Its some kinda funny, that I’m working on an RDFa-Editor for a semantic blog in my thesis. Seems like I have to include Googles usecases in it, or it might be “outdated”. If you have any questions, just add a comment. By the way: Welcome to the Semantic Web!
Listening to technology-podcasts on the german Handelsblatt.com-website, I heard about Zemanta. It is a service that uses a firefox-plugin to read out your blogged text and parsing it for “words they know”. They present you links, tags and images to embed in your blog post, showing you links to wikipedia-articles and pictures fitting the content. Just after finishing this sentence, the sidebar that gets embedded in my webbackend of wordpress refreshes. Whoa! I got 5 links for the first sentence and I just included them all. I also included a pic you see floating right.
This is what many people think the semantic web or Web 3.0 to be. And in a way, it is. The use of Web 3.0 (the term in my understanding encapsulates user-generated-content as in Web 2.0 and the semantic web) in blogging seems logical to me as blogging the one of the most public displays of Web 2.0. This firefox-plugin makes it much easier to generate interesting articles and IF it doesn’t break my blog frontend, I’ll definitely use it in every post from here on. But back to the functions:
You can press an update-button and your content gets scanned again. New pictures appear and new links can be included. Just realized that most links are Wikipedia ones, but some (like the firefox-plugin-link or the Zemanta-link at the top) are also directed at other “well-known” resources. You can search for a term you put into a searchbar and get links, content and new pics. I tried “semantic web” for example. You can drag-and-drop pictures into the content-pane, and it gets easily included.
We’re standing on the edge of Web 3.0. I don’t think that this here is all that Web 3.0 is about, but I think its a great application that can be called “Web 3.0″-ly. If you would like to use this ff-plugin too, just go to their website and install it. You’ll have to agree to their TOS, that basically says “don’t change anything our plugin includes” and “we need access to the text you write” and “you are in charge for your content and all content you get from us as we show you the license”. So now I hope this post doesn’t get destroyed by some bad constructed CSS on my side. Fire and forget – or do you have any comments, iThoughts or fears about this plugin? You may also comment in german.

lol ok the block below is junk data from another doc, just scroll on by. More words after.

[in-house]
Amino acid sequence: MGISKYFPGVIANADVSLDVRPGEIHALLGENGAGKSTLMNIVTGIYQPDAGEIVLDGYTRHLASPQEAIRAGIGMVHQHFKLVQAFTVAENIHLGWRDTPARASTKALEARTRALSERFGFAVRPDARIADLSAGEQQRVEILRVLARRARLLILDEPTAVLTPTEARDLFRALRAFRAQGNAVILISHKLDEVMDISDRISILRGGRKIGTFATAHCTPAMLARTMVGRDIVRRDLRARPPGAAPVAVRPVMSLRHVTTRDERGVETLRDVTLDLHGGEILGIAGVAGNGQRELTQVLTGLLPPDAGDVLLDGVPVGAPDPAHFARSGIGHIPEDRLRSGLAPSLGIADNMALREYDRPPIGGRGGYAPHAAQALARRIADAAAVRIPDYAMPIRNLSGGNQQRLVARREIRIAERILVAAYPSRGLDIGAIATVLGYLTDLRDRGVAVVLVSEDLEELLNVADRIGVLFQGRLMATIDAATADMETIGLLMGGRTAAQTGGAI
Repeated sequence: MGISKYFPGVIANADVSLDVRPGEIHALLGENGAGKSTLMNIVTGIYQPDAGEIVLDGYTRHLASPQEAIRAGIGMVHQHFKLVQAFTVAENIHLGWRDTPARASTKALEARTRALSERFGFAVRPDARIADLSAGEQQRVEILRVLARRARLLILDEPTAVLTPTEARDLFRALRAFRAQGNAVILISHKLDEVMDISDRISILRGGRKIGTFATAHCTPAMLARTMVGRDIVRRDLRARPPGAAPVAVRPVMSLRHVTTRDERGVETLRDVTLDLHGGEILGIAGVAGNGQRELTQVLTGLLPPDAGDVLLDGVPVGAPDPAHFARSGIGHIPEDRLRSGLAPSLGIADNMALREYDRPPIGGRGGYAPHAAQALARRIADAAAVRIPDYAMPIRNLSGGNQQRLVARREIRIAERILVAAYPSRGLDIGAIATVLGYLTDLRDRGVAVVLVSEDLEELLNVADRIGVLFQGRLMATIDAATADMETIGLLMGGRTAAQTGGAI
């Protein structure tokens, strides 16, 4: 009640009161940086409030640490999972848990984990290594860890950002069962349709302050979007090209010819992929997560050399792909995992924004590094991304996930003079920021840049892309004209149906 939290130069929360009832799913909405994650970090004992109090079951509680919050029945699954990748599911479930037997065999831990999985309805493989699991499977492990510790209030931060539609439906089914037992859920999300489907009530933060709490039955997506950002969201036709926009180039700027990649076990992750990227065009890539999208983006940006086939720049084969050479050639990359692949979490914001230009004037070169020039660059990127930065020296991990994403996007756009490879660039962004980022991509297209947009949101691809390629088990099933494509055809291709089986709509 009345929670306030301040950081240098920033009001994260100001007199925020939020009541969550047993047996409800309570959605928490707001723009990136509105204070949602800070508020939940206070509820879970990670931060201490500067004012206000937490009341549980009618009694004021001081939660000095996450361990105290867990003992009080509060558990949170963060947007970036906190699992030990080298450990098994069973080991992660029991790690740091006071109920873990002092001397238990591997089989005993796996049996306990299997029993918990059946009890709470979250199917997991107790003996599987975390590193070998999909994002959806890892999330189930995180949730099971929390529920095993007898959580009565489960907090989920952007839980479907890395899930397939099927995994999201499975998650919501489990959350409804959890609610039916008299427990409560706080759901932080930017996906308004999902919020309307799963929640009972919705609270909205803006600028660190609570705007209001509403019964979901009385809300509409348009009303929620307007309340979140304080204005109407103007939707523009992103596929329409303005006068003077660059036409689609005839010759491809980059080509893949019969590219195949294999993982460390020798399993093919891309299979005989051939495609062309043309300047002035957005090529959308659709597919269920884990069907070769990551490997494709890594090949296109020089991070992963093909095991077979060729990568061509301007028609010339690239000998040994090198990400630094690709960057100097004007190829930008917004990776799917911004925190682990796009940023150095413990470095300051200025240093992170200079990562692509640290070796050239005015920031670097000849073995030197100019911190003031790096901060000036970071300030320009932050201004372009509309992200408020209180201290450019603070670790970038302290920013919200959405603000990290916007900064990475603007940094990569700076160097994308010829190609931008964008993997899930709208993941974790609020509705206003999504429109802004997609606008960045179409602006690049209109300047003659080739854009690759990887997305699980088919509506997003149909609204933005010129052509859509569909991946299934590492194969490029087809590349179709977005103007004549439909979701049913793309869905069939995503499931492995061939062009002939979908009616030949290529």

Just for those who don’t know: FOAF means Friend-of-aFriend and is a technical way to express your friendship and personal info on the semantic web. As more and more services spider the web for such info, I just put it up … perhaps you’ll be able to register to websites with just pointing to your FOAF-File.
The article and several others that I found are saying all the same – they were busy explaining what the meaning of the word semantic is and how the human brain organizes information – and some other buzzwords also appear. They say they use neuronal nets to simulate the human brains way to connect words to semantics and that they are ready to sell it to us. They tell us that they found a way to make this n-net work with linear complexity (lowering the processing speed to “only” 20% [someone might see that this is not logical] ) and that every site in the semantic web just gets connected to every other when we use their technology – how this should look is shown in a small video where they take some text about a mac evangelist and show us how their remarkable someware does some pretty AJAX-effects. They tell us that it will find applications that fit the context of what we read and relevant text too – from anywhere on the net! They tell that it’s good for SEO (which I doubt – when every information is connected semantically, SEO is plain dead because only the content would be important) and they tell us its an innovative revolution.
Something that is not told is how we should buy this technology, sometimes its said that everyone will be able to use the new technology in their portal, but most of the time I got the feeling that you’ll need to but a licenced software to use it. They also don’t tell us what a server we’ll need, and how much bandwidth and hardware-capacity … this might be relevant if we’re simulating a human brain or if we’re trying to know where every written word on the internet is located, and in which context.
After all, I would be very happy to see that miraculous beta-version and test it. If it does, what you say, I’ll gratefully update this post and help you test that revolution. But till that happens, I’ll take Qimaya for the guys that sell the thing everyone’s talking about to the people who don’t understand its just selling freezers to eskimos.